How to Account for Goodwill & Intangible Assets

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Intangible assets are items that a company owns and derives benefit from, but is unable to physically measure and count. Examples of intangible assets include patents, trademarks and copyrights. Goodwill is a special type of intangible asset that normally appears in a company's balance sheet following a business combination. When the fair value of the consideration paid by the purchaser for an entity exceeds the fair value of the net assets they have acquired, the purchaser must recognize the resulting difference as goodwill in their balance sheet.

Goodwill

  • Calculate the goodwill arising on acquisition. Ascertain the price paid to acquire the new business, and from this deduct the net assets that you acquired. Obtain a copy of the latest balance sheet for the acquired business to confirm that the value of the net assets is correct. The difference between these assets and the consideration you have paid will be the initial goodwill that must be recognized in your financial statements.

  • Recognize the goodwill as an asset in your balance sheet by making a debit entry to a goodwill code in your general ledger. Make the corresponding credit entry to a suitable equity account, reflecting the fact that you have purchased a new business. Add a new line for goodwill right at the top of your balance sheet, above the total for tangible assets.

  • Review your goodwill on an annual basis. International Financial Reporting Standards require companies to assess goodwill for impairment at least annually. Determine whether the goodwill continues to bring as much benefit to your business as when you first recognized it. If not, you need to recognize an impairment. Deduct the amount you currently value your goodwill at from the amount originally recognized in the financial statements. The difference is the impairment loss and must be accounted for by a credit entry to reduce the carrying value of goodwill and a corresponding debit entry to take the loss to your income statement.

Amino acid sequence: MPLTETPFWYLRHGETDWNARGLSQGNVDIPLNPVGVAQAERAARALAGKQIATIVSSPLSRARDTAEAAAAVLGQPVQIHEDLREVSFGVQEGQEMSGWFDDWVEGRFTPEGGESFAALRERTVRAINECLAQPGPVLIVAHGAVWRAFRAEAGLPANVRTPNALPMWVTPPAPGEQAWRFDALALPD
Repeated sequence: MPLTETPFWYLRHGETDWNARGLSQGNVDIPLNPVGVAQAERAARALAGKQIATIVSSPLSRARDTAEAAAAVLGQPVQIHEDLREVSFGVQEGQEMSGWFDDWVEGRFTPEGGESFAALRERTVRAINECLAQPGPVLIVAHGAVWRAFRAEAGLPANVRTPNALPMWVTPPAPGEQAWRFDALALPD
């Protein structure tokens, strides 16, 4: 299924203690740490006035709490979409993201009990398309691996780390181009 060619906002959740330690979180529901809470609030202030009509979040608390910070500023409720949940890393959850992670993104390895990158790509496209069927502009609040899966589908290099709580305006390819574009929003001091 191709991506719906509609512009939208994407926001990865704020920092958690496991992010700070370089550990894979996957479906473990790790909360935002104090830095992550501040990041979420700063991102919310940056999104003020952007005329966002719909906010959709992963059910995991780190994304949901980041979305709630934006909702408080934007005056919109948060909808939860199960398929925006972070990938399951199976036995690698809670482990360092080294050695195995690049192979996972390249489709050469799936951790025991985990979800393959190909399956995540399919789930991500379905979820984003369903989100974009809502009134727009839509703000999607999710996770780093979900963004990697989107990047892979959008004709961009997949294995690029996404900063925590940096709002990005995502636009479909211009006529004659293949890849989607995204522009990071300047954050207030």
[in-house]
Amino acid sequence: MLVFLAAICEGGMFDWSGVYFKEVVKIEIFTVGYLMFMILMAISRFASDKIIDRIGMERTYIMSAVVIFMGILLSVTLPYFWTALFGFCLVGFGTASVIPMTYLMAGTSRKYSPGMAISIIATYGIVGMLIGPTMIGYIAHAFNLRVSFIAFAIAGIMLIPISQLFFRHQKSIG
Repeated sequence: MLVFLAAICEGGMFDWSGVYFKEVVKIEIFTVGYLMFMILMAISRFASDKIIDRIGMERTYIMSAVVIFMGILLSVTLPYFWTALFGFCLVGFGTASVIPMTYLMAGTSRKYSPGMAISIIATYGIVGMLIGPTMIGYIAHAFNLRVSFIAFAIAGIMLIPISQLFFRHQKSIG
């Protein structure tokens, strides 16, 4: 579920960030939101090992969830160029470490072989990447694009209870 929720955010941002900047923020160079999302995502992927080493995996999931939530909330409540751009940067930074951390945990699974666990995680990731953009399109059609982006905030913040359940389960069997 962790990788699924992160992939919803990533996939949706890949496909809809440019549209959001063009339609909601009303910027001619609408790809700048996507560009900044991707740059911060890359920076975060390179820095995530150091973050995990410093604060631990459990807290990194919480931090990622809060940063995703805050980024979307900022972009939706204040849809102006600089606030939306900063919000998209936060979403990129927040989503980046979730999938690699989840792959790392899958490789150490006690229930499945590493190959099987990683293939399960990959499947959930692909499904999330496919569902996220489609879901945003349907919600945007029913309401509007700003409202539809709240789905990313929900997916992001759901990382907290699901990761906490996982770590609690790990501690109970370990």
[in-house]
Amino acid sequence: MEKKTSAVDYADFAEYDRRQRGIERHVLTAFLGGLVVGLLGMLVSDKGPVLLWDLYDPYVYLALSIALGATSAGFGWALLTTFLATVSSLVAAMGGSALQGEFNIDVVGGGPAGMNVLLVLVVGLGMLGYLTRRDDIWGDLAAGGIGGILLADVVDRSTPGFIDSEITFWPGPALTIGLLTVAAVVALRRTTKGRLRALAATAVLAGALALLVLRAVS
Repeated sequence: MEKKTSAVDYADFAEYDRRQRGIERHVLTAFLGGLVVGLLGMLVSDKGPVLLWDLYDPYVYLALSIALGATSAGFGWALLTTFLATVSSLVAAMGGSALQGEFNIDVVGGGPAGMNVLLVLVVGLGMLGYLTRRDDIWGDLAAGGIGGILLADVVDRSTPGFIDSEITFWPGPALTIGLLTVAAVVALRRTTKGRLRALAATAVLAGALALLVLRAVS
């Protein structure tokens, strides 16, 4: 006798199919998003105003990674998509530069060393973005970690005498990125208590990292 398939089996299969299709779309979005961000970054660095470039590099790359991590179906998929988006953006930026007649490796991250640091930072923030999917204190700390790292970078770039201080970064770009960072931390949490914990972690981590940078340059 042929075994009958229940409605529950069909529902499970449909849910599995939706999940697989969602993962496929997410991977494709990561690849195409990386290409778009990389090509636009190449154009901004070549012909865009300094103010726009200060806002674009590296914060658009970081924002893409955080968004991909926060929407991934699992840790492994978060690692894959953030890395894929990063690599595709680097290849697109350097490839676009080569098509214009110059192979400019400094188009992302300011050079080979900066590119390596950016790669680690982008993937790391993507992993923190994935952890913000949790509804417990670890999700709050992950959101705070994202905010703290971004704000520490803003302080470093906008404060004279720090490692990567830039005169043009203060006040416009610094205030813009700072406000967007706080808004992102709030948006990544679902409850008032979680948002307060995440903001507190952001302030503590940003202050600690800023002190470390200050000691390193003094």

Other intangible assets

  • Identify your intangible assets. These might be computer software, franchises, customer lists, licenses or marketing rights. If you expect these assets to bring future economic benefits to your company and you are able to measure their value reliably, then accounting standards require you to recognize these assets in your financial statements.

  • Determine the value of the intangible assets. In some cases, this may simply be the price you paid for them. In the case of computer software or other assets that have been developed within your company, calculate the internal cost to your company of designing and creating the asset.

  • Determine whether the life of the intangible asset is finite or infinite. An asset with a finite life is useful to your company only for a set amount of time -- for example, a copyright valid for 20 years. An asset with an infinite life has a life that is not influenced by any legal or economic factors.

  • Calculate the annual amortization amount you must charge to your income statement. Divide the value of the intangible asset by the useful life of the asset to arrive at this value. Deduct this amount from the carrying value of the intangible asset every year, and recognize a corresponding amount as an expense in your income statement. Continue doing this until the carrying value of the intangible asset reaches zero.

Tips & Warnings

  • Goodwill is almost always positive, so check your calculations if you arrive at a negative figure. Speak to your CPA if you genuinely have negative goodwill as the accounting treatment can be complex.

References

  • Photo Credit accounts image by Alexey Klementiev from Fotolia.com
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